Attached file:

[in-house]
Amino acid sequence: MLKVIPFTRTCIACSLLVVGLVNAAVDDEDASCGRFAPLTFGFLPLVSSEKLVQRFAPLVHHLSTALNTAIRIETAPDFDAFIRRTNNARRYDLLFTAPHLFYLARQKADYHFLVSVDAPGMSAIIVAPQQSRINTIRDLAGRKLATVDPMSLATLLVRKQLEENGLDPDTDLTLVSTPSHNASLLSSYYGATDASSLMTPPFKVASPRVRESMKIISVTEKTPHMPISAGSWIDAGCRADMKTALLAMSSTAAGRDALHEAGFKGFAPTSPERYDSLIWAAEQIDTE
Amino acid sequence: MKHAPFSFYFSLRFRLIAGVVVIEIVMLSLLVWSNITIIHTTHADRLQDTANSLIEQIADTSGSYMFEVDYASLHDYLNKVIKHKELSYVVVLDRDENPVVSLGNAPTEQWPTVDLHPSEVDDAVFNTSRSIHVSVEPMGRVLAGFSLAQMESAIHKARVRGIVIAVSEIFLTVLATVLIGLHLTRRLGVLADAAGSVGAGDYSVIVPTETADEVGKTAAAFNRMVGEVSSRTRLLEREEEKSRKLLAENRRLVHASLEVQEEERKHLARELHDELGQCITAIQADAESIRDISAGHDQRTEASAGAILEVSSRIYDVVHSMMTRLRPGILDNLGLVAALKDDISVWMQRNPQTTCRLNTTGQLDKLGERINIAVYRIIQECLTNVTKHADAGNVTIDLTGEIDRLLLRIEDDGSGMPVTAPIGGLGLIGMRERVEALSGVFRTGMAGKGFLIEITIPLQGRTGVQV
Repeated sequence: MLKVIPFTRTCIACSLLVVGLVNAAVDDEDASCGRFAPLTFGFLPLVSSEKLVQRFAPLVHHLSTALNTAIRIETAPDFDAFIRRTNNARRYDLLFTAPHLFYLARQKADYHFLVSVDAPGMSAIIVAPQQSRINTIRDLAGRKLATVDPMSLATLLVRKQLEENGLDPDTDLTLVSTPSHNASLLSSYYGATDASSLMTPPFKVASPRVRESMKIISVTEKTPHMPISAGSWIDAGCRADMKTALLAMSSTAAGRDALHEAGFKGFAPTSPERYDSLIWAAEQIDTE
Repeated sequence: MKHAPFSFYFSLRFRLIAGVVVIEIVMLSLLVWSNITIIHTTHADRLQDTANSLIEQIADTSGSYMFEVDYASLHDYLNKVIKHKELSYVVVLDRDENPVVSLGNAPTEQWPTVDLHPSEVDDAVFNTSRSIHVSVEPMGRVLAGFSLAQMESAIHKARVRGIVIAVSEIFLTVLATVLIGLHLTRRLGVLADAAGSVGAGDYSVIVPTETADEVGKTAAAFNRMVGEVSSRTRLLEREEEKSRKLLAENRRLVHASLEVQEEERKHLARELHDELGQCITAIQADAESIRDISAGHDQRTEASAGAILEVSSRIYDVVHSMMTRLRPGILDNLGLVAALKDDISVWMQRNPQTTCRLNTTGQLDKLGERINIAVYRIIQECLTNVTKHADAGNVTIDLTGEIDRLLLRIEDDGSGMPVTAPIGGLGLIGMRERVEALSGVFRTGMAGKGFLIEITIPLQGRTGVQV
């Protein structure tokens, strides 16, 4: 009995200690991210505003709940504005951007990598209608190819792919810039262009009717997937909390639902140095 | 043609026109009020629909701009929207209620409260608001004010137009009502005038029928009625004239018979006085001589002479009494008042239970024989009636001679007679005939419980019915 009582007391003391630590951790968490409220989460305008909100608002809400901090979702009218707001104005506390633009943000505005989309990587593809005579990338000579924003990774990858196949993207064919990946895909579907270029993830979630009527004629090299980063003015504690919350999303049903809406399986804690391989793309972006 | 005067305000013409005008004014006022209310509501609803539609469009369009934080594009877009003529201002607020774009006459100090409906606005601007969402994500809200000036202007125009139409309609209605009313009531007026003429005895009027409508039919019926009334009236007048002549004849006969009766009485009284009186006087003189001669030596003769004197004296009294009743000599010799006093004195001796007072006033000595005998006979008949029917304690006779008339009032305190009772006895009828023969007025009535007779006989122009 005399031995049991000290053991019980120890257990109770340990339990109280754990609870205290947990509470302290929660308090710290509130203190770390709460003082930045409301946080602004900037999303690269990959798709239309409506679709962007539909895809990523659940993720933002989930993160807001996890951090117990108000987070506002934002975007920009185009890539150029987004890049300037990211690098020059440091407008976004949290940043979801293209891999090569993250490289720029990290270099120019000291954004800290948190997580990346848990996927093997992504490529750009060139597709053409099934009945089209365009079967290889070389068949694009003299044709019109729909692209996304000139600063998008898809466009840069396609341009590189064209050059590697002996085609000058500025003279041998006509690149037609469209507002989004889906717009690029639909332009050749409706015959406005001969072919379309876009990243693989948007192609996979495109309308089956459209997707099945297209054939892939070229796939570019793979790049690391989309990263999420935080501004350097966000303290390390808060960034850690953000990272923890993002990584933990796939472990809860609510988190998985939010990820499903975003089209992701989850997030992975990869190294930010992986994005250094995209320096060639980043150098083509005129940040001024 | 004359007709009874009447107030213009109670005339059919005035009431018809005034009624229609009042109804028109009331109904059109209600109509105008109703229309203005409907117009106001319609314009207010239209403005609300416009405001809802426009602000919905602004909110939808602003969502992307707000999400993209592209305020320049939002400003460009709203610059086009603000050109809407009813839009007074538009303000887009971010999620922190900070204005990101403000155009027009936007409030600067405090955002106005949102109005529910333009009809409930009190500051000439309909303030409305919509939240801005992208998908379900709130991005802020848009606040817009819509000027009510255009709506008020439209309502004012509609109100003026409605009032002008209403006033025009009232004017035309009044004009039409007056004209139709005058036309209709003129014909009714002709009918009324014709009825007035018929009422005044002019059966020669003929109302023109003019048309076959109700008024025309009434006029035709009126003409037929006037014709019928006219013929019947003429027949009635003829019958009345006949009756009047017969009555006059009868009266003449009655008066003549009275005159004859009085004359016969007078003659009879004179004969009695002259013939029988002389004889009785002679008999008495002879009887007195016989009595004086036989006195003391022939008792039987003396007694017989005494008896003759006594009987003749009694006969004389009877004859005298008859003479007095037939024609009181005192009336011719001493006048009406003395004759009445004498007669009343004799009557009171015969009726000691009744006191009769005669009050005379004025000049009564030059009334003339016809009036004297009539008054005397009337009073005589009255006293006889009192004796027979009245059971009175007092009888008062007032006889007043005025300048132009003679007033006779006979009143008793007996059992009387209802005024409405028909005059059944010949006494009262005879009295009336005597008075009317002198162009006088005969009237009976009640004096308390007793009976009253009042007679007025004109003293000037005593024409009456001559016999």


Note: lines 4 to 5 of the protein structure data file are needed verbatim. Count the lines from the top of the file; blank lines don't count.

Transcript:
Repeated sequence: MLKVIPFTRTCIACSLLVVGLVNAAVDDEDASCGRFAPLTFGFLPLVSSEKLVQRFAPLVHHLSTALNTAIRIETAPDFDAFIRRTNNARRYDLLFTAPHLFYLARQKADYHFLVSVDAPGMSAIIVAPQQSRINTIRDLAGRKLATVDPMSLATLLVRKQLEENGLDPDTDLTLVSTPSHNASLLSSYYGATDASSLMTPPFKVASPRVRESMKIISVTEKTPHMPISAGSWIDAGCRADMKTALLAMSSTAAGRDALHEAGFKGFAPTSPERYDSLIWAAEQIDTE
Repeated sequence: MKHAPFSFYFSLRFRLIAGVVVIEIVMLSLLVWSNITIIHTTHADRLQDTANSLIEQIADTSGSYMFEVDYASLHDYLNKVIKHKELSYVVVLDRDENPVVSLGNAPTEQWPTVDLHPSEVDDAVFNTSRSIHVSVEPMGRVLAGFSLAQMESAIHKARVRGIVIAVSEIFLTVLATVLIGLHLTRRLGVLADAAGSVGAGDYSVIVPTETADEVGKTAAAFNRMVGEVSSRTRLLEREEEKSRKLLAENRRLVHASLEVQEEERKHLARELHDELGQCITAIQADAESIRDISAGHDQRTEASAGAILEVSSRIYDVVHSMMTRLRPGILDNLGLVAALKDDISVWMQRNPQTTCRLNTTGQLDKLGERINIAVYRIIQECLTNVTKHADAGNVTIDLTGEIDRLLLRIEDDGSGMPVTAPIGGLGLIGMRERVEALSGVFRTGMAGKGFLIEITIPLQGRTGVQV